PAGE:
COVID-19: ACT says Government should dump scanning, long isolation periods, traffic light system

New Zealand's current COVID-19 response features a "mishmash of rules that don't make sense" and measures designed for earlier variants of the virus where "the costs now outweigh any benefits", ACT is claiming.

The party has run a cost-benefit analysis over several COVID-19 interventions, proposing that QR code scanning should be dropped immediately, isolation periods shortened, and the traffic light system done away with.

It's difficult to justify vaccine mandates solely on the grounds "that it reduces hospitalisation risk for unvaccinated people themselves and thus pressure on the health system", ACT says. 

"This effect has already reached saturation. Unless a new requirement for boosters is introduced, mandating is having a negligible effect on vaccine uptake and should be dropped immediately."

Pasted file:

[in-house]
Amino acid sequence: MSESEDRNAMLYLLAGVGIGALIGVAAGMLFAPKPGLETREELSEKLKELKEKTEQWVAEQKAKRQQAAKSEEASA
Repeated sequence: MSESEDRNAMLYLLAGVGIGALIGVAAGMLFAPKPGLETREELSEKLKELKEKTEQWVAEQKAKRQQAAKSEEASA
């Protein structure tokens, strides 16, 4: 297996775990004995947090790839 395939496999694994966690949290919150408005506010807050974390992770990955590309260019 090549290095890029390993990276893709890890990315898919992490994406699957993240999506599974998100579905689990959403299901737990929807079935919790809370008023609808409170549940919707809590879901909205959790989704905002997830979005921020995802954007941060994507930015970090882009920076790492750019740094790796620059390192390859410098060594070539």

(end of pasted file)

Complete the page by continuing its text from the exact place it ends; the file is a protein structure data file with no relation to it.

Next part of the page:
Among the list of suggestions in a new paper ACT released on Thursday, the party does advocate for mask requirements and says boosters are playing an important role in reducing the costs of Omicron's spread.

"Fatigue is setting in after nearly two years of restrictions. There's a growing appetite for an end to government controls in favour of freedom – for people to take back control of their own lives," ACT leader David Seymour said.

"Omicron is a 'whole new virus' and as such requires different policy responses from previous variants. Its higher infectiousness means preventing spread is more costly and its lower virulence means that the benefits of preventing cases are smaller than with Delta and other variants."

The document, titled 'Move On: It's time to get our way of life back' and featuring a picture of the All Blacks on the cover, argues the Government's pandemic response should "consider all the costs to New Zealanders' wellbeing as well as the benefits of fighting COVID-19 when putting controls in place".